From Charles Pinckney
September 6: 1802 In Madrid
I have the honour to inclose you the Duplicate of a complaint made by the Spanish Government respecting an insult alledged to have been offered the Spanish Flag in Philadelphia.1 To this I have replied that not knowing the circumstances I could only assure his Majesty I would transmit the complaint & that his Majesty would certainly recieve every reparation the nature of the case would admit—that Philadelphia was at a distance from the seat of the general Government & that in large commercial cities such Outrages would frequently occur among the mariners of different nations—that our laws were very strict with respect to the rights & protection of foreigners in amity or in treaty with the United States, & that although from the nature of our Government & the established forms of Justice, it could not generally be quite so speedy as in some other countries, it was nevertheless always certain & commensurate to every Event—that the delays however were not great & were only occasioned by the tribunals having stated Sessions at which alone such charges could be examined, or by the time it might be necessary to allow the accused to prepare for their Defence or produce their Witnesses.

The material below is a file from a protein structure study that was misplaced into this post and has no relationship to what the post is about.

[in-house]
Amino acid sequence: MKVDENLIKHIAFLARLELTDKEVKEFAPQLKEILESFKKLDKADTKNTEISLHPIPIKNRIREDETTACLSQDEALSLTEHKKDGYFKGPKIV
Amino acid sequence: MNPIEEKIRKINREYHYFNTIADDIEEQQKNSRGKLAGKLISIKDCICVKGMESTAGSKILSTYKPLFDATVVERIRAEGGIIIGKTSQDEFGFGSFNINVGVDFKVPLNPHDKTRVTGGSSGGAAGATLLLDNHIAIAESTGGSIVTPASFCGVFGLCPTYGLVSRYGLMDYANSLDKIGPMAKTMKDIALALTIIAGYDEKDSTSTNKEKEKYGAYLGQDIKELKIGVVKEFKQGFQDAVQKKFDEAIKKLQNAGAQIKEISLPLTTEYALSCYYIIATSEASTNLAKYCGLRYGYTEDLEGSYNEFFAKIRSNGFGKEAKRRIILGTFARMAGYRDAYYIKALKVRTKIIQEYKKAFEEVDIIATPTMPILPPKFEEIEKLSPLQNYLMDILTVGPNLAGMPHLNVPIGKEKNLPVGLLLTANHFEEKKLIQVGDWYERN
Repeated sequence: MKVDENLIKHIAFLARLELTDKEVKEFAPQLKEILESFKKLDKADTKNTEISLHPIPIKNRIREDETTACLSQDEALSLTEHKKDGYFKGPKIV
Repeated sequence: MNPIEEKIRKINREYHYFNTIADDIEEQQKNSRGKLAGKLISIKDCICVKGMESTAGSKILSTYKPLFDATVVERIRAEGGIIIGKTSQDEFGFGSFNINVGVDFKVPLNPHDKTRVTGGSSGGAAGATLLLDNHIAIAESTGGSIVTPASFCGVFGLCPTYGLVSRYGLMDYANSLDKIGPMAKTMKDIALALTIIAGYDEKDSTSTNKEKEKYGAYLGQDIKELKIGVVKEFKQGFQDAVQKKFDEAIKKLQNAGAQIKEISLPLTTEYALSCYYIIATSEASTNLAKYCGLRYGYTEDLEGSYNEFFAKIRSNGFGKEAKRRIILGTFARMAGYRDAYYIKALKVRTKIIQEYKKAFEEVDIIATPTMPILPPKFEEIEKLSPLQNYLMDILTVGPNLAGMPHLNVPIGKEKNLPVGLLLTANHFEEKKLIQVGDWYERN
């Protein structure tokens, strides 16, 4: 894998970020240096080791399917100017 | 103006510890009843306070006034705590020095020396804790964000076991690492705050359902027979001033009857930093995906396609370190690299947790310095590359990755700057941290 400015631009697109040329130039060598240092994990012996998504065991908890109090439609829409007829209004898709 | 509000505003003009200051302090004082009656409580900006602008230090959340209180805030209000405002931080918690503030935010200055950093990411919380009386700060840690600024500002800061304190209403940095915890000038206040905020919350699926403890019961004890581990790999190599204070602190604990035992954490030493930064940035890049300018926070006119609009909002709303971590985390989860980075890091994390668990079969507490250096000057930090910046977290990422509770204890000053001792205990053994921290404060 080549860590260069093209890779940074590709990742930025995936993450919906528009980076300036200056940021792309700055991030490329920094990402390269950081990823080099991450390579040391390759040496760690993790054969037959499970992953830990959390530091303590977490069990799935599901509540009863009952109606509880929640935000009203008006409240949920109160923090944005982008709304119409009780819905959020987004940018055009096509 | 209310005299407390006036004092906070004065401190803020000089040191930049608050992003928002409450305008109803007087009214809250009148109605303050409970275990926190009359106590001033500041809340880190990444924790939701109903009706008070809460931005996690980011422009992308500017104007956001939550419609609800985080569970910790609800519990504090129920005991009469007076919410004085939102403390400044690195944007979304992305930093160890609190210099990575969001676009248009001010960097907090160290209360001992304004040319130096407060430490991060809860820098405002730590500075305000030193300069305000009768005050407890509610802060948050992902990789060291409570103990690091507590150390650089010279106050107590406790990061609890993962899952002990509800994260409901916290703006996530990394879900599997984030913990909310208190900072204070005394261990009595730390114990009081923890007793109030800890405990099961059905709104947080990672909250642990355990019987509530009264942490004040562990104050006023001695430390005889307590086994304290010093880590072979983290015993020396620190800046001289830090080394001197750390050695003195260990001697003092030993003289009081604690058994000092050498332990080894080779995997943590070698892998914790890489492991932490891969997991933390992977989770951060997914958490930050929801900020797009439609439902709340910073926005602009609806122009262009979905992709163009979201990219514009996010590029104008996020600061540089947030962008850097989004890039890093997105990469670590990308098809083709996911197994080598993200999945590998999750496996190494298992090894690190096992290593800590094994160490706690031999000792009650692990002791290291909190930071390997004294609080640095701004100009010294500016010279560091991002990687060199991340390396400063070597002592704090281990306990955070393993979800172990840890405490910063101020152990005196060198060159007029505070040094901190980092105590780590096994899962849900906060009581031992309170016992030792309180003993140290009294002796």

The Court as I informed you have gone to Barcelona to meet the Naples family & exchange princesses—the Neapolitan princess to mount the Spanish Throne & the Spanish the Sicilian.
It is now some months since I have had the pleasure of a line, nor have I yet been acquainted with the proceedings of the last session of Congress. I am in daily or indeed hourly expectation of hearing from you & as the season is past for my going to Rome for a few weeks during the Courts absence, I give up the idea for the present. Please present me affectionately to the President & Believe me with sincere respect & attachment Dear Sir Yours Truly